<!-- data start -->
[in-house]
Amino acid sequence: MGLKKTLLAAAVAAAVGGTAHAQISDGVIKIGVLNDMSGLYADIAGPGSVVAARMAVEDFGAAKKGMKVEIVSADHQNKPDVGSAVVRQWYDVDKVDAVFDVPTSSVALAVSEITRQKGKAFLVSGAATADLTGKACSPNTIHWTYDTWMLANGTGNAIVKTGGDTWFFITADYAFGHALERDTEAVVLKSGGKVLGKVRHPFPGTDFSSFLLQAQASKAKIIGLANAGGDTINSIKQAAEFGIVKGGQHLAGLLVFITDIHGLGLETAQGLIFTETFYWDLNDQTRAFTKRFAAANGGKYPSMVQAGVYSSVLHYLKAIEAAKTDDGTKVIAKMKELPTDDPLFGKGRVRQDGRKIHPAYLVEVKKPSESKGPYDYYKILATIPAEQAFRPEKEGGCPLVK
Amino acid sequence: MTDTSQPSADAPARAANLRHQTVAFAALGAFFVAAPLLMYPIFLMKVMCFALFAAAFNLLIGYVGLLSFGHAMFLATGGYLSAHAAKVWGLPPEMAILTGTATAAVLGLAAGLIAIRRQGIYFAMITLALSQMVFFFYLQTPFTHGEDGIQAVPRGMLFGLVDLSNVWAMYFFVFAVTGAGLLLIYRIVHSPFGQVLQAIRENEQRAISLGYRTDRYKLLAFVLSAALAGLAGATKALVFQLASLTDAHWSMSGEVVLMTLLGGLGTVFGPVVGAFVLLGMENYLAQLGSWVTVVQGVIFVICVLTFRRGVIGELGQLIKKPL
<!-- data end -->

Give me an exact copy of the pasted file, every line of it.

[in-house]
Amino acid sequence: MGLKKTLLAAAVAAAVGGTAHAQISDGVIKIGVLNDMSGLYADIAGPGSVVAARMAVEDFGAAKKGMKVEIVSADHQNKPDVGSAVVRQWYDVDKVDAVFDVPTSSVALAVSEITRQKGKAFLVSGAATADLTGKACSPNTIHWTYDTWMLANGTGNAIVKTGGDTWFFITADYAFGHALERDTEAVVLKSGGKVLGKVRHPFPGTDFSSFLLQAQASKAKIIGLANAGGDTINSIKQAAEFGIVKGGQHLAGLLVFITDIHGLGLETAQGLIFTETFYWDLNDQTRAFTKRFAAANGGKYPSMVQAGVYSSVLHYLKAIEAAKTDDGTKVIAKMKELPTDDPLFGKGRVRQDGRKIHPAYLVEVKKPSESKGPYDYYKILATIPAEQAFRPEKEGGCPLVK
Amino acid sequence: MTDTSQPSADAPARAANLRHQTVAFAALGAFFVAAPLLMYPIFLMKVMCFALFAAAFNLLIGYVGLLSFGHAMFLATGGYLSAHAAKVWGLPPEMAILTGTATAAVLGLAAGLIAIRRQGIYFAMITLALSQMVFFFYLQTPFTHGEDGIQAVPRGMLFGLVDLSNVWAMYFFVFAVTGAGLLLIYRIVHSPFGQVLQAIRENEQRAISLGYRTDRYKLLAFVLSAALAGLAGATKALVFQLASLTDAHWSMSGEVVLMTLLGGLGTVFGPVVGAFVLLGMENYLAQLGSWVTVVQGVIFVICVLTFRRGVIGELGQLIKKPL